Rafting down the Franklin [72]

By John Friedman

Last February, I rafted down the Franklin with a group of like-minded travellers. Safety and preparation were paramount for our 10 day self supporting trip and I could see many similarities with the NSWSKC rules regarding trips.

Our experienced trip leader has a heavy burden of responsibility. As well as ensuring the safety of the rafters, the trip leader needs to ensure that all gear is unlikely to fail. Everything is checked and rechecked before departure. We took two rafts and a kayak on our trip and our only contact with others for the 10 days would be by satellite phone if necessary. When things go wrong, they can be quite disastrous. A trip prior to ours lost a raft, food and safety gear one night when the river level rose over 1.5 m. It is also not unusual to have to sit out some days at camp waiting for river levels to drop. Unlike many sea kayak trips where everyone manages their own food, the rafting group needs to think about its food needs and prepare the menus accordingly, especially if the trip needs to be extended due to adverse conditions.

The rafts we used were purpose built for white water. Four people paddling per raft plus one at the helm. PFDs need to be worn at all times and helmets fitted whenever a rapid is encountered. It is essential that all gear is secured well. The rafts when loaded can be dragged with some degree of difficulty due to their weight, but surprisingly, can be flipped quite easily by the white water in many of the rapids. During one flip, our first aid kit was ripped from the raft and its contents were thrust into the river. Only quick thinking by the leader ensured that nothing was lost as we saw gear floating away. Talking about the first aid kit, it is essential that at least one person knows how to administer first aid in a wilderness environment. We carried very strong pain killers for any possible bone breakage as well as an Epipen. On a personal level, everyone needs to ensure that they use sunscreen and lip cream, and wears a hat, sunglasses and strong footwear. Chafing is also fairly common so take some zinc cream or the like. Your encounter with leeches is guaranteed and snakes a strong possibility, so care at the nightly campsites and other river stops needs to be taken.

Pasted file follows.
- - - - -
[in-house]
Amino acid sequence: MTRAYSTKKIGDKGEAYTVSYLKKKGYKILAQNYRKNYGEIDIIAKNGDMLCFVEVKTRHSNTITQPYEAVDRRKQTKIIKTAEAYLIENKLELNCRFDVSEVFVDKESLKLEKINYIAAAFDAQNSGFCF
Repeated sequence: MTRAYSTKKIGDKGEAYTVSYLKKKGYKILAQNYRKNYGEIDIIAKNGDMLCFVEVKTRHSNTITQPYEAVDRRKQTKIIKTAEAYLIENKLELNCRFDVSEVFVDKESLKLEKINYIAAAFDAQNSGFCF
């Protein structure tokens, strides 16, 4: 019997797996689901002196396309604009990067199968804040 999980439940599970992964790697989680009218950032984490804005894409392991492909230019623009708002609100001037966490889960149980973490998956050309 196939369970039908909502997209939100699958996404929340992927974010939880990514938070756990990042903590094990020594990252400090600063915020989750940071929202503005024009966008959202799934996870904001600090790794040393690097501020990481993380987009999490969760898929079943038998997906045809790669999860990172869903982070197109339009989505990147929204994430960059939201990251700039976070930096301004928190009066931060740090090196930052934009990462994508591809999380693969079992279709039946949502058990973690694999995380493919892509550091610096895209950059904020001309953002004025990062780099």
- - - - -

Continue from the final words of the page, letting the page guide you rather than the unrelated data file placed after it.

Using river maps and trip notes, we knew where we were and what distances we had to travel before camps. The trip leader was an experienced river guide and knew exactly how to approach each of the rapids. He also had to make the decisions whether any of the rapids were non-negotiable and how to port the gear when this occurred. We nearly lost our leader once when one of the rafts was wedged upside down in one of the rapids and he had to dive under the raft to cut some lines. Without knowing the river, this would have been extremely foolhardy.

For those planning their own trip, I strongly recommend taking an experienced guide with you, especially when the river levels are up. An alternative is to use one of the three companies doing the trip or commissioning a guide to plan, prepare and provision the trip for you.

Helpful advice

  1. Your trip may not go ahead if the river is either too high or too low.
  2. Don’t attempt the trip if you hate leeches.
  3. Don’t attempt the trip if you don’t feel comfortable about squatting and bagging all your waste.
  4. Use of a range of dry bags as extra water protection is a must.
  5. Be prepared to sit out at camp if the weather turns bad or river levels rise by too much.
  6. Ensure you have insurance to cover trip cancellation, or the possibility that the trip extends past the anticipated end date.

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